Learning about our past is one of the best ways to determine what we want from the future. Below are workshops offered at the Cherry Creek Diversity Conference that relate to history, politics and law. Click on any workshop title or image to learn more about that session. When done browsing, you can return to the Workshops landing page.
What is it like to be an undocumented student living today in a divided America? A panel of college students will share stories of their hopes, fears and dreams in an effort to help conference participants understand the dilemma many undocumented students face today. They will also provide suggestions and resources on what we can do to provide a safe space for undocumented immigrants so that they can feel protected and empowered to continue their education or chosen work paths.
Diversity isn’t just about our upbringing, culture, and affluence — it’s also about our state of mind. Explore with Ryan Foo from the Black Actors Guild as you journey through improv games that are designed to push the very limits of your perspective and understanding. The workshop will help participants develop an understanding of perspective, relationship, and growth.
In this workshop lawyers will lead an interactive session on Colorado’s Hate Crimes Statute. The lawyers will present a case involving criminal hate crimes. At the conclusion of the trial, small discussion groups of students will become “juries” to discuss the issues presented and, with the assistance of an adult facilitator, reach a verdict. The group will also discuss diversity in their community and the value of preventing the spread of racial slurs and hateful actions.
How can two people in the same school have completely different perceptions of an event that was on the news the night before? Why do people create and share information that turns out to be rumor or misinformation? Why are these rumors are so hard to stop? How can we become responsible consumers and producers of news and information in the digital age? We will explore the impact of bias, social media, and fake news using parts of Facing History’s “Facing Ferguson” resources by examining traditional/social media coverage of the shooting, the protests that followed and other contemporary sources. We will see how stereotyping, bias, and individual experience influence how people interpret information and will provide participants with tools to tell a reliable source from a questionable or fake source.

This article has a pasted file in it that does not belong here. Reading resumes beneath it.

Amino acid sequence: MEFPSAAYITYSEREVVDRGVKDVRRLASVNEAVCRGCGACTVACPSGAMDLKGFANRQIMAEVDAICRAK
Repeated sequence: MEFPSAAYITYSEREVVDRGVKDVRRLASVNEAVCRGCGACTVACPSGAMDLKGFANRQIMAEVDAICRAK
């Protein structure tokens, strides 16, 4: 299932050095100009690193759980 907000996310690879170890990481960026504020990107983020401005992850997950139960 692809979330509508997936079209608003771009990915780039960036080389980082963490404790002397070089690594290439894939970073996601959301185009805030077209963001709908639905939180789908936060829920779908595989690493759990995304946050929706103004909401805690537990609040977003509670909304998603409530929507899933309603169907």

This interactive workshop, presented by the Center on Human Rights Education, will raise social justice awareness of international human rights violations. Participants will be able to identify common human rights abuses in their own communities and the world at large. Possible solutions will be discussed to ensure that all humans are able to fight for their rights.
We will use storytelling to take a journey through American history from the perspective of the African American woman. The journey begins with slavery and travels into present day America. Racism, hatred, and stereotyping are some of the many topics touched upon in this presentation. We will end with a group discussion on how society has changed–for better or worse–to present day, and the power of one.
Did you know the average American spends three years of their life watching television commercials? Then add in on-line ads, billboards, magazine ads and messages from family and friends…What impact does this have on us? This interactive workshop will engage participants in a number of activities to discover which people and which bodies are valued by the media. Attendees will leave with tools they can use for educating others in their schools, families and communities.
Water is life. Few people can disagree that we need water resources to live. So why is there such an uproar in North Dakota about Native American land and water rights? What is the protest against the Dakota Access Pipeline really about and why are there so many opinions about what is taking place in this protest? We will explore this topic and the many differing sides of this issue, to include how the First Nations have come to see their place in the scheme of things as the Protectors of the Land.
For the last 22 years Joe has consistently received excellent ratings from those who attended this workshop. Here are some reactions: “Freaking awesome!” “What an eye-opening experience” “Turned my life around” You will hear a brutally honest presentation about racism, stereotypes, bullying, leadership, political correctness, family, education, beliefs and more. Recommended for those who truly celebrate diversity.
Why is there still so much debate about using Indigenous people as sports mascots and logos? This workshop will examine a range of different American Indian mascots, symbols, and icons. We will discuss why the use of human beings to represent teams, communities, or brands is so controversial. After covering a brief history of the images used as mascots and logos there will be discussion about existing native mascots and logos. Commentary on native mascots and logos by American Indians and a discussion of recent legal cases will also be included.